Unlike many current events discussions, which can seem relatively abstract to kids, one that hits close to home centers on racial issues.
Even young children may see instances of racial tension occurring in real-life situations, making it an important topic to delve into during your dinnertime discussions.
But how do you talk about something so sensitive with your children?
There’s been countless amounts of research looking at topics pertaining to everything from unintentional racism, to blatant racial issues. One of the most recent areas of discussion deals with something even more challenging: subtle racism.
So what constitutes subtle racism? While racism tends to be more overt and aggressive forms of discrimination or stereotyping because of race, subtle racism, also known as institutional racism, tends to manifest itself in the form of ignoring people because of race, or behaving different in the presence of someone of a different race, that you normally would.
We think of colleges and universities as hubs of forward thinking ideals and open-mindedness, right?
Well, interviews with students and faculty at the University of Michigan-Ann Arbor painted a different picture.
You may think your children are growing up in a post-racial society, where everyone lives harmoniously, but researchers found racism still exists, it just manifests itself differently.
The interviews found many instances of racism and racial tension, but the perpetrators often weren’t intentionally participating in these behaviors—in fact, they often didn’t even realize it. On the campus, the number of complaints related to both ethnicity and race rose from 555 to 860, between 2009 and 2013.
These more subtle forms of insensitivity weren’t just found on the Michigan campus. The article also sites universities including Dartmouth, and schools in Arizona and California.
Starting a Conversation
It may be difficult to broach the subject of racism with your kids, but start by having them take a look at their own life.
Ask them to assess their school and social interactions:
- What do you think race is?
- Do you view people of different skin colors as being different from you in other ways?
- Have you ever seen someone being treated differently because of their race?
- How about people not only at school, but your friends outside of school, including our neighbors?
- Talk about how your child sees interactions in his or her life—for example, do kids of the same race tend to sit together at lunchtime or primarily interact together on the playground when you’re at school?
- How would you react if you saw someone being treated differently because of their race?
- How would it feel to be treated differently for a reason such as the way you look?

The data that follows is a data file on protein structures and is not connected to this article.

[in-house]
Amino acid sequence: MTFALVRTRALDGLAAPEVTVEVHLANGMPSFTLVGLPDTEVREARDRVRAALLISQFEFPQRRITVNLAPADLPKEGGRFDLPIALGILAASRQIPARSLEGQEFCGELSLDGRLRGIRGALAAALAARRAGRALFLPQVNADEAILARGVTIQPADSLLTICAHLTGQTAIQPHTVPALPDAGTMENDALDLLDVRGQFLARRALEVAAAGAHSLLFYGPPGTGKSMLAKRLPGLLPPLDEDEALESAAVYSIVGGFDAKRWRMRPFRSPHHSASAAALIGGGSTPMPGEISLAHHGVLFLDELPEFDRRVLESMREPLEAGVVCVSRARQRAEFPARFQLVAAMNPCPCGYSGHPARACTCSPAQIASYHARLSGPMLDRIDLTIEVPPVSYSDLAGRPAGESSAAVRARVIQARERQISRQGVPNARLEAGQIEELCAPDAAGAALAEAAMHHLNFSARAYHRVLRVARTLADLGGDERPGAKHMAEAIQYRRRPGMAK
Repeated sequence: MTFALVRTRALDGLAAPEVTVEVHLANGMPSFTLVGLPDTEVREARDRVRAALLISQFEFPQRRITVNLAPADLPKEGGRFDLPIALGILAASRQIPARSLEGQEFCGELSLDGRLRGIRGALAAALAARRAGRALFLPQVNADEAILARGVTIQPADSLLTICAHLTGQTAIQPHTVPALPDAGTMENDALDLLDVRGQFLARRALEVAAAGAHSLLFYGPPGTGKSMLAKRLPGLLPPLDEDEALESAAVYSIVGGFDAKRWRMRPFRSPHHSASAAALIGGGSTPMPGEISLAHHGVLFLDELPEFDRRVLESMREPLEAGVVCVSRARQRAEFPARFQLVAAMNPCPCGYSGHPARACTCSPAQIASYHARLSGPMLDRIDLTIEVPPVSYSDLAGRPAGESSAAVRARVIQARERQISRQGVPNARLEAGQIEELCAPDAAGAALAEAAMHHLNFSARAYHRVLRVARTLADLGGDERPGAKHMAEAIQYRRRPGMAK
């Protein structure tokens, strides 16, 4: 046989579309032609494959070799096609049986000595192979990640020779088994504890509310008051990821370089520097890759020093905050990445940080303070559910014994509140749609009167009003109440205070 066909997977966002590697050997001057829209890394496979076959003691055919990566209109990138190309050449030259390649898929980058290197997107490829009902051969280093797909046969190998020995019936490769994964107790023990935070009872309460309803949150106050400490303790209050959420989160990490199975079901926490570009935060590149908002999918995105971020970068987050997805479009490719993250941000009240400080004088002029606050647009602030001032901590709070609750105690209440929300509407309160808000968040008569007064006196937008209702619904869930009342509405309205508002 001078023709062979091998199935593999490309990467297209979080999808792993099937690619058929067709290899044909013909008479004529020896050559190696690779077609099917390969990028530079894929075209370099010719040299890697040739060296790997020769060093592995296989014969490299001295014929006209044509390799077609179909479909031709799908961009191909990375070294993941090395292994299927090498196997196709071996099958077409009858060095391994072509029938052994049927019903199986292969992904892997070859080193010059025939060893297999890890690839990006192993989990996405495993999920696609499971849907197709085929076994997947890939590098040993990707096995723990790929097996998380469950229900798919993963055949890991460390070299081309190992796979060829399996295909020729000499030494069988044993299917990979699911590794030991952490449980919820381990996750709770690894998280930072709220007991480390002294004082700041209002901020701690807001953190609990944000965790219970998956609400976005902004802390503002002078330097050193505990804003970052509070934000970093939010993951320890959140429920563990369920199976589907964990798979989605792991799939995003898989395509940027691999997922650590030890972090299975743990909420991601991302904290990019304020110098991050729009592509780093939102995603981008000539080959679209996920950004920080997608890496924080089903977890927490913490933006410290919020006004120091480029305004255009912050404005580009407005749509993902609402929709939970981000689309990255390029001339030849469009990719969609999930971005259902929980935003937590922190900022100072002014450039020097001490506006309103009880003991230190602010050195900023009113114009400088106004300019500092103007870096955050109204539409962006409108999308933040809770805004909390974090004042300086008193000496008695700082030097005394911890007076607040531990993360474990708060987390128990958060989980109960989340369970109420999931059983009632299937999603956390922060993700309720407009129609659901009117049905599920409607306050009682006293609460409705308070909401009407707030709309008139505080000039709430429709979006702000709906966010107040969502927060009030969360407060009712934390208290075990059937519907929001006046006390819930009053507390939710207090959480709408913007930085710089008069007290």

By first asking your child these questions, it’s a good way to help create concrete examples of how these situations impact their own life.
After you begin the initial conversation, you can also bridge the concept of racism to larger realities—such as how seeing people as different from you can lead to hate crimes or other very serious situations.
Tips for Tackling a Tricky Subject
Unlike some of our other current events topics we feature, racism is one that you can begin talking about with even very young children.
Children as young as three or four begin noticing differences in race, and creating an open dialogue is the best way to help teach them about these differences.
A study in 2001 showed children as young as 30 months, when shown pictures of other children and asked who they would rather play with, chose kids of their own race. The reason? Children this young tend to categorize everything in their lives, and for them that’s most easily done based on appearances.
When talking to kids around the dinner table, keep the following in mind:
- Don’t be afraid to confront the situation head on, and answer questions openly and honestly. Kids, even young ones, are a lot more aware than you may think and this is the best way to have a meaningful discussion. When you avoid the topic, it gives kids the impression race is something wrong or taboo.
- Along with talking about the topic at dinnertime, there are lots of great movies and books that can also be used to help you and your child further explore the subject, so use them in conjunction with your dinner table talk.
- While issues of racism, both in the past and present should be covered, you should also find examples of people of different races working together.
- Emphasize the fact that people of different races are all people, and the same on the inside
Research continues to show that parents who discuss the topic of racism in its many forms are more likely to raise children who are racially sensitive and more tolerant. Are you comfortable bringing up the topic of race and racism with your children?
Ultimately, while it is a challenge, there are examples of places like South Africa, where while things may not be perfect, there are societies that have broken down racial barriers and eased racial tensions. Always help your children not only learn about race and how to address the issue, but also that there are lots of positive changes they can do to make an impact even on a small scale.
To finish on a happy note, watching these kids react to a controversial Cheerios commercial will give you faith in humanity.
What about you? How do you tackle this touchy subject?